Too old? Too young? Two solutions

I know many young people feel the world doesn’t take them seriously.

They might be in their tweens, their teens, even their early ’20s or later.

And whenever they think of an idea, or they come up with a plan, people don’t even give it a second thought. It’s always the same:

“Yeah, but what would you know? Come back when you have some experience.”

And yet the funny thing is – for a certain definition of funny – old people say the same thing happens to them.

No one takes their ideas seriously.

Everyone looks for the younger people, the people who are more up to date, more in touch, more energetic or whatever.

As if experience were a bad thing…

So we have on the one hand young people being pushed aside until they have more experience. And on the other, there’s old people being pushed aside as if they’ve already been used up.

If you’re on the receiving end of this, it sucks.

But you know choosing to play the victim is no choice at all.

What can you do about it?

I invite you to think about things this way:

Youth is a virtue and so is age, but the great thing is that they’re not the same virtue.

They are different – even complementary.

Just think about all the positive things about being young – things like enthusiasm and energy and optimism and just this relentless drive to keep going.

And think about all the good things that come with age, like wisdom, experience and instinct, and just being able to see through the nonsense with a bit more perspective.

Whatever situation you’re in, whether you’re too young to be taken seriously, or too old to be taken seriously, or somewhere in between, I invite you to bring the best of both of those qualities.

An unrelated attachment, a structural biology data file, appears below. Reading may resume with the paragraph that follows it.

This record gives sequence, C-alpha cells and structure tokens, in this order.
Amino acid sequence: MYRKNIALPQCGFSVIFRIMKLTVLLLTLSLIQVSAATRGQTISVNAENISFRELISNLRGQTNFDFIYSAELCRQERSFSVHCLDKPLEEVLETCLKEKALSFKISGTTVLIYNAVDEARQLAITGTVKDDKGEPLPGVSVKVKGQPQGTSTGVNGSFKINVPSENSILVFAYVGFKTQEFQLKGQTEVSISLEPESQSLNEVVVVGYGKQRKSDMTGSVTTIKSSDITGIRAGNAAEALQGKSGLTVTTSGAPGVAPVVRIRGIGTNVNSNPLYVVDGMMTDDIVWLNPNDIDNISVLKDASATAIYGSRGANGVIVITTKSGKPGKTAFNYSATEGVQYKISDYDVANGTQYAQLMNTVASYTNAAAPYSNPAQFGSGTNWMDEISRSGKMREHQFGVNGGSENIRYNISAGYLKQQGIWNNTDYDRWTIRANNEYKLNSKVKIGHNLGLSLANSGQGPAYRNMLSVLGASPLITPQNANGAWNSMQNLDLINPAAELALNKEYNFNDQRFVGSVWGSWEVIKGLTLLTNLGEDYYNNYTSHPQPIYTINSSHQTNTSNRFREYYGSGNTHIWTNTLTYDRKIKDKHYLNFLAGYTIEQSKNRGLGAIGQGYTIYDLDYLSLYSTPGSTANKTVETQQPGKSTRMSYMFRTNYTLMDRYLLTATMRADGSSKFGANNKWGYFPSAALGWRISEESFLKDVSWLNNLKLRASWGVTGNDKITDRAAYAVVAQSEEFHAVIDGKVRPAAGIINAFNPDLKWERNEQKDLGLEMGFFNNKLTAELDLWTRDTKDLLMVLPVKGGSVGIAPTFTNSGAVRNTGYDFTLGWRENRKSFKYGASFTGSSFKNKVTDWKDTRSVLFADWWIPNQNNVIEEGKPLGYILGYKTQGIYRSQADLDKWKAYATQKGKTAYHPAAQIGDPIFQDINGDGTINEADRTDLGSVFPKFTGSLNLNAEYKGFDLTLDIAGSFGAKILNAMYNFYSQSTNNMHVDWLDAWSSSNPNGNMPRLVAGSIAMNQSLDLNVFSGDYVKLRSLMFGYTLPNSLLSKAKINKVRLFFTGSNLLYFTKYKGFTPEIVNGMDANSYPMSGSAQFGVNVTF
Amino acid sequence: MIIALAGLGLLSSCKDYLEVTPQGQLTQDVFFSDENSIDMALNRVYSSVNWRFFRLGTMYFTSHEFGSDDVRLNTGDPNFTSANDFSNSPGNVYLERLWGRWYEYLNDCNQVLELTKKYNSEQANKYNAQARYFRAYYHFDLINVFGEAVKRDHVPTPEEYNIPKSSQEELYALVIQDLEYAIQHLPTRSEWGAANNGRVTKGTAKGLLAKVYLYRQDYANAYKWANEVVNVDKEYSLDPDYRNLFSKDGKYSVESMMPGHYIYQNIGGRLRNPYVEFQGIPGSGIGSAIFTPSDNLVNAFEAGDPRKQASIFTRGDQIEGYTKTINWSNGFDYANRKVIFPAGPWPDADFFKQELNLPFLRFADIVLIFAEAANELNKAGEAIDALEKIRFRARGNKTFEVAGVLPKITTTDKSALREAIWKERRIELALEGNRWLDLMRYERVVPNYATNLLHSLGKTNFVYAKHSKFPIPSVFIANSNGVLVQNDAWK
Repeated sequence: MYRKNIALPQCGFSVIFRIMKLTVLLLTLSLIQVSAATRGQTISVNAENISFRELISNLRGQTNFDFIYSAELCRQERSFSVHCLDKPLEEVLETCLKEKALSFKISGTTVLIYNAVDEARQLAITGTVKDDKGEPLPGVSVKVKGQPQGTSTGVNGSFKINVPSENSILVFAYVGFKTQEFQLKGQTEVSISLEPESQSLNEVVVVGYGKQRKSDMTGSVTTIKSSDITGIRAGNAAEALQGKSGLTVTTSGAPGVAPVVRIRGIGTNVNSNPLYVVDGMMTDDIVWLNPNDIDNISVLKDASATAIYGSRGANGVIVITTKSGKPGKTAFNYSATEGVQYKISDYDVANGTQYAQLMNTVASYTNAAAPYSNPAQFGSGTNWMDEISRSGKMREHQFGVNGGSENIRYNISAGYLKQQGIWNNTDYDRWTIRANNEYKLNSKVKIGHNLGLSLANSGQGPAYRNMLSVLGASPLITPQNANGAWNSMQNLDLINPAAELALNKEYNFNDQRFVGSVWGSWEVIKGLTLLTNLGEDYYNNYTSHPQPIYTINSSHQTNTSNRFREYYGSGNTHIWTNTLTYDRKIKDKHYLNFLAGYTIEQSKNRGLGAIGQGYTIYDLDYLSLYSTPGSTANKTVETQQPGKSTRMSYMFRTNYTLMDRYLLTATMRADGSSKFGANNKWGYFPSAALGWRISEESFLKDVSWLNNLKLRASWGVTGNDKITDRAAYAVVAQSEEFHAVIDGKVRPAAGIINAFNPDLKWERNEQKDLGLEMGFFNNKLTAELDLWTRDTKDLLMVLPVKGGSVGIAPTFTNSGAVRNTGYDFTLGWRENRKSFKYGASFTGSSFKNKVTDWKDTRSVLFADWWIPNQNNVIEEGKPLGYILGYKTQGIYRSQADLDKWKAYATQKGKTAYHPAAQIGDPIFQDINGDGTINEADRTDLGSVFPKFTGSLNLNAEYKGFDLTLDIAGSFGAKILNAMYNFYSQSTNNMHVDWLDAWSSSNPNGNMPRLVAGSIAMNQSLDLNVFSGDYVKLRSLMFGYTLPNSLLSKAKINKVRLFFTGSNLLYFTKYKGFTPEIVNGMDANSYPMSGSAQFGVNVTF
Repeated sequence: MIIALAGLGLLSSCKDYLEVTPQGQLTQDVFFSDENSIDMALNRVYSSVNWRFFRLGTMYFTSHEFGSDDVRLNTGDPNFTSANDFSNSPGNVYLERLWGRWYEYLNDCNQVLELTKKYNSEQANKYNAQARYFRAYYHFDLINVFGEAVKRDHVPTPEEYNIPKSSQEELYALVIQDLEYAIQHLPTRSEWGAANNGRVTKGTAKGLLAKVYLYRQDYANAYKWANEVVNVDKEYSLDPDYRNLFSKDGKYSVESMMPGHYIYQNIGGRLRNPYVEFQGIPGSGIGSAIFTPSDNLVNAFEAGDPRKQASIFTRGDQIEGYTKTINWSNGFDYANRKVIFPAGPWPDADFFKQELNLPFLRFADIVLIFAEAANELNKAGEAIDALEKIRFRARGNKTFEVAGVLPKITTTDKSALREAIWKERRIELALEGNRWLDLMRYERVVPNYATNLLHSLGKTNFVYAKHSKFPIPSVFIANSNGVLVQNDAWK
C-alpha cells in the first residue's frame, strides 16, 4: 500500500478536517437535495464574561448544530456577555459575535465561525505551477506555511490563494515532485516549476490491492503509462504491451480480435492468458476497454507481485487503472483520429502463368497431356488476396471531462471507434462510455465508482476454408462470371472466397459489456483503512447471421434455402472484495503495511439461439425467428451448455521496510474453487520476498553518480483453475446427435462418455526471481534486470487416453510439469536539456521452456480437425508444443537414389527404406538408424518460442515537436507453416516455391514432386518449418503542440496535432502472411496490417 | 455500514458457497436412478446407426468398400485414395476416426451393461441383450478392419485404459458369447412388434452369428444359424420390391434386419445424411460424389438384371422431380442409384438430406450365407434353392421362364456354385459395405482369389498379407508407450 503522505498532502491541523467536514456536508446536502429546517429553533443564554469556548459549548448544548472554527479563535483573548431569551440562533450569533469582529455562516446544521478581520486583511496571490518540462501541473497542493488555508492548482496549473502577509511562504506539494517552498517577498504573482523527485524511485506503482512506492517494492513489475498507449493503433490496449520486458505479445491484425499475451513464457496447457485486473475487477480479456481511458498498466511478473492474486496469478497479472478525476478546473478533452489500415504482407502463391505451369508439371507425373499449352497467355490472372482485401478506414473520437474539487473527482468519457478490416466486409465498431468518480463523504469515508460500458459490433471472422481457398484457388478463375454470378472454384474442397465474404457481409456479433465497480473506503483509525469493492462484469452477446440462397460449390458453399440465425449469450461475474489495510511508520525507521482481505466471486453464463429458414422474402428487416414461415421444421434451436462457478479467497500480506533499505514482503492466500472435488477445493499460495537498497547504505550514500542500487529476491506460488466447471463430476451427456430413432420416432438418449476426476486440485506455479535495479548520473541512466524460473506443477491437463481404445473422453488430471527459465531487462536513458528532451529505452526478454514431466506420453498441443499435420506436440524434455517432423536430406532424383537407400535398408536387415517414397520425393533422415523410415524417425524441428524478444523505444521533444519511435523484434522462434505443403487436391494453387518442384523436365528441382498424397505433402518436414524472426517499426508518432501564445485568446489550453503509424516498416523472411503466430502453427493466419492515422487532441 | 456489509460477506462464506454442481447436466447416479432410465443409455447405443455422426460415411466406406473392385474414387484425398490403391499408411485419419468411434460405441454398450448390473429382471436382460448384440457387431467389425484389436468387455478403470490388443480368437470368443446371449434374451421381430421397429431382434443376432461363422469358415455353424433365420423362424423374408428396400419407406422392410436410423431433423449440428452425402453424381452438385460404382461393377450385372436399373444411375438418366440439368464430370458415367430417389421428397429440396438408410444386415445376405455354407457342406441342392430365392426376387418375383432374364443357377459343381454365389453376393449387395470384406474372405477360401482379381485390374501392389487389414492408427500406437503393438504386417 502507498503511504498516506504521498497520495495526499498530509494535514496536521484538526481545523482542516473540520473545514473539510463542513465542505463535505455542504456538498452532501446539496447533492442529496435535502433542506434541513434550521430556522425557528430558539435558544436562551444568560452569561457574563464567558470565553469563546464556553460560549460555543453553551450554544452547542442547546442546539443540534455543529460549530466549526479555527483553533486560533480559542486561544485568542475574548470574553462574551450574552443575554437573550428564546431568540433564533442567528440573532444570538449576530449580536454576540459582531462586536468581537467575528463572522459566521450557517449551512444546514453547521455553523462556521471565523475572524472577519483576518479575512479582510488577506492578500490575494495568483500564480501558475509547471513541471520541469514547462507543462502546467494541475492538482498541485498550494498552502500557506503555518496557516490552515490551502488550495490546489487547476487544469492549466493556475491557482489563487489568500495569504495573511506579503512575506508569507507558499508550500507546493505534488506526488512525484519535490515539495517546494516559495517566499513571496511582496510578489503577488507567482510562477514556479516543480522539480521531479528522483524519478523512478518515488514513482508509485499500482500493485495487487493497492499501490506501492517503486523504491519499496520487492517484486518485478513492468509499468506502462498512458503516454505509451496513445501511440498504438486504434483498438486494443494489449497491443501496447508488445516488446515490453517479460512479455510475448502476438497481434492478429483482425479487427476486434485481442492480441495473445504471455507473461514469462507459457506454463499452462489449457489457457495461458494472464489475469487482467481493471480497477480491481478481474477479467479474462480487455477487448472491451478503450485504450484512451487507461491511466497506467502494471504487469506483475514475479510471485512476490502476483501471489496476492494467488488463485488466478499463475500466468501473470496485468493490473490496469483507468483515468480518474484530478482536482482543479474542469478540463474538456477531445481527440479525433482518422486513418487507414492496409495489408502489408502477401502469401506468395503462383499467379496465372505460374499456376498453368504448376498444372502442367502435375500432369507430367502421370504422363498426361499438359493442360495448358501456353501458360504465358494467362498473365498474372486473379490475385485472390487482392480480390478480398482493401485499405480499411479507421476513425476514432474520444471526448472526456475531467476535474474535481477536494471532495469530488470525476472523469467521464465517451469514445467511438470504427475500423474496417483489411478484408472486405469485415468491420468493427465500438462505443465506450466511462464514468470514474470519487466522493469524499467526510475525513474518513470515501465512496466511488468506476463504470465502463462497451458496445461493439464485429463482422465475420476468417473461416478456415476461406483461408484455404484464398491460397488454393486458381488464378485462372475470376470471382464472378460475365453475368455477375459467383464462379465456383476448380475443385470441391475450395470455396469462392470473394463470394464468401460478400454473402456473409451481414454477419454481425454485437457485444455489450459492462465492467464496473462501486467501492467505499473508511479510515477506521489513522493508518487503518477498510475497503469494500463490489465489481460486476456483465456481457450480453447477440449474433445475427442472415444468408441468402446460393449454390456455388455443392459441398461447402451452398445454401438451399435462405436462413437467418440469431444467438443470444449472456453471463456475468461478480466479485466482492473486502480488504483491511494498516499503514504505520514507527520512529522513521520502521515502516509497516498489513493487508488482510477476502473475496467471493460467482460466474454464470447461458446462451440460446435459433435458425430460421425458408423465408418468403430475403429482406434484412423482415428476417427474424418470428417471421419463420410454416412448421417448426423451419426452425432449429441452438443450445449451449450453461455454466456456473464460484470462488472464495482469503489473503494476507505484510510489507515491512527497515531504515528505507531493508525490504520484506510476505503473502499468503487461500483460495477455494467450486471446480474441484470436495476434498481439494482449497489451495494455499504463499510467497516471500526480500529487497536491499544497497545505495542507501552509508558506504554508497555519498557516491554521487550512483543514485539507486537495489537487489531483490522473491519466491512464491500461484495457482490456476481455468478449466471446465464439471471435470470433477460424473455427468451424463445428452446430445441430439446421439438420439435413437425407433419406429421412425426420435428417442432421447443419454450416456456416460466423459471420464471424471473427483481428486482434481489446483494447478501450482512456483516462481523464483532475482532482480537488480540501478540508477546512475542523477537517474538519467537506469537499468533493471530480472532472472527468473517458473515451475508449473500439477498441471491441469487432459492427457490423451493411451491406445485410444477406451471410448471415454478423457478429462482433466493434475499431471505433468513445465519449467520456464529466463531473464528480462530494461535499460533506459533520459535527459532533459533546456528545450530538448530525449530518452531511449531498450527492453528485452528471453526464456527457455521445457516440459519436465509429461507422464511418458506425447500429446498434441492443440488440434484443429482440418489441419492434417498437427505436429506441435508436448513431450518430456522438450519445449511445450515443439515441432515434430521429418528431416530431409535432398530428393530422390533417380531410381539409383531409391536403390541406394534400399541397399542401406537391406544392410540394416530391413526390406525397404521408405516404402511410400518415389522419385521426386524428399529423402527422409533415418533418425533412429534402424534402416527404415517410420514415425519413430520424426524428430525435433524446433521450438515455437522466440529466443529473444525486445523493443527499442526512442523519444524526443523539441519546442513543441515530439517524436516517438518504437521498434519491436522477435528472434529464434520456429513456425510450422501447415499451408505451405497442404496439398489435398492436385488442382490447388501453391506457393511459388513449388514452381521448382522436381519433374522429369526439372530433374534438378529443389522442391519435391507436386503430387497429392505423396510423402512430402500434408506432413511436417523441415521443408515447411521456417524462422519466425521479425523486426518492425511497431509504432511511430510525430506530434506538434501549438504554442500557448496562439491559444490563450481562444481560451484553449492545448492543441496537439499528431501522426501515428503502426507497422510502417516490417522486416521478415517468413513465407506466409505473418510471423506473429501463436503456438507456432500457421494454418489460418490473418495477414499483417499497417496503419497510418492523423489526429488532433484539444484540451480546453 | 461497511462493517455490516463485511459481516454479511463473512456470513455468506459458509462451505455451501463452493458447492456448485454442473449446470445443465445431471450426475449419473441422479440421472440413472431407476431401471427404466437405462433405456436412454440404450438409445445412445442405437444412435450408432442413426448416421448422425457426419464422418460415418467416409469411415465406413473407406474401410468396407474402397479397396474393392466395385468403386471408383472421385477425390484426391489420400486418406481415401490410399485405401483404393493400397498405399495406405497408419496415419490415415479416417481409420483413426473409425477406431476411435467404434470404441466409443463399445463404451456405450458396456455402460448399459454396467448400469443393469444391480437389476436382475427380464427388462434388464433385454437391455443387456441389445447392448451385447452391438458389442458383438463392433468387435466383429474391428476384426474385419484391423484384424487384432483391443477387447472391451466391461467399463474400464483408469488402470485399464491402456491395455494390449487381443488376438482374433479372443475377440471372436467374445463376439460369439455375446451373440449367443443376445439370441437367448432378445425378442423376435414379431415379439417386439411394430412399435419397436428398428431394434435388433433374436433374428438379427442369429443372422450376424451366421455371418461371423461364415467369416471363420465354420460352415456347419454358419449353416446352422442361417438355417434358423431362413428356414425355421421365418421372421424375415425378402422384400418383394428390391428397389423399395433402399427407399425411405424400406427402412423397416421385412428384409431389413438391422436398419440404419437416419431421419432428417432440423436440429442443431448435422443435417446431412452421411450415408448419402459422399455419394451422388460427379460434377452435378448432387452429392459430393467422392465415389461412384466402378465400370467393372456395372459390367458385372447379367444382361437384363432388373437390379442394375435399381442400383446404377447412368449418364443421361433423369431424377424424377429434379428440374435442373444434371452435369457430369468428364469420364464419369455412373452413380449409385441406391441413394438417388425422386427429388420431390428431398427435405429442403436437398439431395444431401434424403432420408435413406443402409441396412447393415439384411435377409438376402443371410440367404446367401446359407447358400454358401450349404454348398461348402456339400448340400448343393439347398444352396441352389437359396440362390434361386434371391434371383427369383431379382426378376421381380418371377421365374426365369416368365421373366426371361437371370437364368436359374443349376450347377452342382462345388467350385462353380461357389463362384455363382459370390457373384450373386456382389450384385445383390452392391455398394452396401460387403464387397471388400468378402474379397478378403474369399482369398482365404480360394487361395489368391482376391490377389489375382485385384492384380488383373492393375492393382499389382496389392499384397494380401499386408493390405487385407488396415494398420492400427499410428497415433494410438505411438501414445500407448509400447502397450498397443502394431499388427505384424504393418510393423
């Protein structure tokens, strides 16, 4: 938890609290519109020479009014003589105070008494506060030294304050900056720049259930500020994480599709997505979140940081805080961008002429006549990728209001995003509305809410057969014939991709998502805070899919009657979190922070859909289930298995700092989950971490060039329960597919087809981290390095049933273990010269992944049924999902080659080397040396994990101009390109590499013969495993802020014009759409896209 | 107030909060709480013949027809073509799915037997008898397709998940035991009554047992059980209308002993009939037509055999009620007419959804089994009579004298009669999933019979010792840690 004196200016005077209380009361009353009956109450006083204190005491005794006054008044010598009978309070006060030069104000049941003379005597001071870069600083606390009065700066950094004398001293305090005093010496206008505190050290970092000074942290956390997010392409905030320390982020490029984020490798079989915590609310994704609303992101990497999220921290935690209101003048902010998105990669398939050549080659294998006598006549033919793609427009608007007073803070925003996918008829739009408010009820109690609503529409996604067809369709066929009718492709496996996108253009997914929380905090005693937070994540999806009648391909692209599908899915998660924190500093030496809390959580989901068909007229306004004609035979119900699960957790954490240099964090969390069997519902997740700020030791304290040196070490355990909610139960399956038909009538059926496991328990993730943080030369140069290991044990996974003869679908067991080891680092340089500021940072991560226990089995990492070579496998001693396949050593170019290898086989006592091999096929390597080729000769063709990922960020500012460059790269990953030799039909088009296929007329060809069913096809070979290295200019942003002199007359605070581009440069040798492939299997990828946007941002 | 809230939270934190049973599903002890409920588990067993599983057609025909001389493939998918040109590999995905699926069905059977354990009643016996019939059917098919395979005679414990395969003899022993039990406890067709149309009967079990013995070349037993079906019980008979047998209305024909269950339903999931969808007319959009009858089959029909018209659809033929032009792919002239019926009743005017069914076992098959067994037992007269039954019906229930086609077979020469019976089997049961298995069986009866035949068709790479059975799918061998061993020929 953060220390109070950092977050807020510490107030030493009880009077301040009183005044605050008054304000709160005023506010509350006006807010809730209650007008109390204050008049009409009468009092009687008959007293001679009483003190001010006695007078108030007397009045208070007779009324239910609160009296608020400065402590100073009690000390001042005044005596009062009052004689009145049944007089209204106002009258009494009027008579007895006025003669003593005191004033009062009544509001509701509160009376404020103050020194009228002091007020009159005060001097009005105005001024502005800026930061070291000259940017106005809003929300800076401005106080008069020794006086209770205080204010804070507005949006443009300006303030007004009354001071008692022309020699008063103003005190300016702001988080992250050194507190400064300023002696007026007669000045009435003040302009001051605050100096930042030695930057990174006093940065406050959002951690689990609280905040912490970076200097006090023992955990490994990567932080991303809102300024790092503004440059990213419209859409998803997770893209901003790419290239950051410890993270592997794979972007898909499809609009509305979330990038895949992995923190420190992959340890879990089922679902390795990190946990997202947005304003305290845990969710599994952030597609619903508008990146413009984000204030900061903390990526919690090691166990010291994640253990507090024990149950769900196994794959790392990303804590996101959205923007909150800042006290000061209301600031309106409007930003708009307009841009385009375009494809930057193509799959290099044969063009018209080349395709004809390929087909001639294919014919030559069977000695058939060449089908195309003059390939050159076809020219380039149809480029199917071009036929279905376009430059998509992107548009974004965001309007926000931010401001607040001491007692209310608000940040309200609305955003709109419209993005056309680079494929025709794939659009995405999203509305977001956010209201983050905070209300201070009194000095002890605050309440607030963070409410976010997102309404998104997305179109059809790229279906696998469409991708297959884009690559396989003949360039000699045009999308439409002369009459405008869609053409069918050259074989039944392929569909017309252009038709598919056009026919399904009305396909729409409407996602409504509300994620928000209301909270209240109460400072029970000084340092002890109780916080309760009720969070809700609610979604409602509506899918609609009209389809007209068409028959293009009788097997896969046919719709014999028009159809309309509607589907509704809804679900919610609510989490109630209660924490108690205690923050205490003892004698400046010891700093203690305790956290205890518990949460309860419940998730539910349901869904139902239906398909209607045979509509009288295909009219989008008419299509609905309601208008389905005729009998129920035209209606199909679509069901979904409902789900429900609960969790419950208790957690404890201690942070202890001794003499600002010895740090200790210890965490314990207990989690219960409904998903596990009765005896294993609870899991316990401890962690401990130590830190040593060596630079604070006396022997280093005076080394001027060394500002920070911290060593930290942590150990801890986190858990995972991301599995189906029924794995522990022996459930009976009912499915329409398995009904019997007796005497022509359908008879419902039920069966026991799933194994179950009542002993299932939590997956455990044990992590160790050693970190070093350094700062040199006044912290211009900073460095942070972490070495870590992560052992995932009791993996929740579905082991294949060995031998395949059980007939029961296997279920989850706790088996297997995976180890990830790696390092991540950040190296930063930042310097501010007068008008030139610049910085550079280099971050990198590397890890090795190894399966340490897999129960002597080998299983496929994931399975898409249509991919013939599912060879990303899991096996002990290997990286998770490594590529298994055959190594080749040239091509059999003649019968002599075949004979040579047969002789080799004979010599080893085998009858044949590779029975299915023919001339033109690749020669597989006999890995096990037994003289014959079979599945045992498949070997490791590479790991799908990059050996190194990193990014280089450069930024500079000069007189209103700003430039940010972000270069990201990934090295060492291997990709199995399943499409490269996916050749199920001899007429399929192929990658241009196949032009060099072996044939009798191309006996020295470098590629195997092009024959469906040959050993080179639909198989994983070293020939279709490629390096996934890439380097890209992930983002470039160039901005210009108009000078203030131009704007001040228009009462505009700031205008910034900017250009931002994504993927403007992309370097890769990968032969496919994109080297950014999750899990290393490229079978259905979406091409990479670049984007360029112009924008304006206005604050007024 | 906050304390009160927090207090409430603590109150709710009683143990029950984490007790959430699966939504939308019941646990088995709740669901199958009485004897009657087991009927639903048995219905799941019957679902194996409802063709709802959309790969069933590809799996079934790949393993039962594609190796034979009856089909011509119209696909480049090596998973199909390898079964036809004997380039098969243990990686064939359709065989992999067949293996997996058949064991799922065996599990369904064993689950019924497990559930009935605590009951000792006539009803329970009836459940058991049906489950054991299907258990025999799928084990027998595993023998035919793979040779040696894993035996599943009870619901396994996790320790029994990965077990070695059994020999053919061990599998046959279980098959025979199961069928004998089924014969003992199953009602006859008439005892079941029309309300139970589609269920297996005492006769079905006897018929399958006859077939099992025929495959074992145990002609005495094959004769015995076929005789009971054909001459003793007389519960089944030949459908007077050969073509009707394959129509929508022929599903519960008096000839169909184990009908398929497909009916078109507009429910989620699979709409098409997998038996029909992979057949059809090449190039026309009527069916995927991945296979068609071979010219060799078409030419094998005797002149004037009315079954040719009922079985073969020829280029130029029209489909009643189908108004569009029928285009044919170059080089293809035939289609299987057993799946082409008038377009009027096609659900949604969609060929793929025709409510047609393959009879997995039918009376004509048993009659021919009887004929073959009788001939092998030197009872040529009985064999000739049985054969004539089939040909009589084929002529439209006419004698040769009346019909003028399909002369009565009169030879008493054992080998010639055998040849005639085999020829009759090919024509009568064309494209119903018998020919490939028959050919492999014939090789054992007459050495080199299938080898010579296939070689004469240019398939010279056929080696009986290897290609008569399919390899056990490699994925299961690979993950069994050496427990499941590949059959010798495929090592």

You have two ways to do that:

The first is to lean into the strengths of your stereotype. If you lack experience, how can you compensate for that with your greater mental flexibility?

(After all, you haven’t learned bad habits or false limitations yet…)

And if your credentials aren’t as fresh as the next person’s, how can you compensate for that with your worldly wisdom?

Some things to think about there.

The second strategy is to prove the haters wrong.

If you’re young, then how can you be wise? How can you have a broader perspective on things?

And if you are older, think about all the ways that you could be enthusiastic and energetic again.

It’s a classic strategy:

Lean in to your strengths and develop your weaknesses.

Give it some thought and you’ll find the answers.

Then again, maybe you want a shortcut.

So how about a list of 60 actionable ways you can improve your life, right now?

The vast majority are free and corona-proof, so there’s no reason why you can’t jump in right now:

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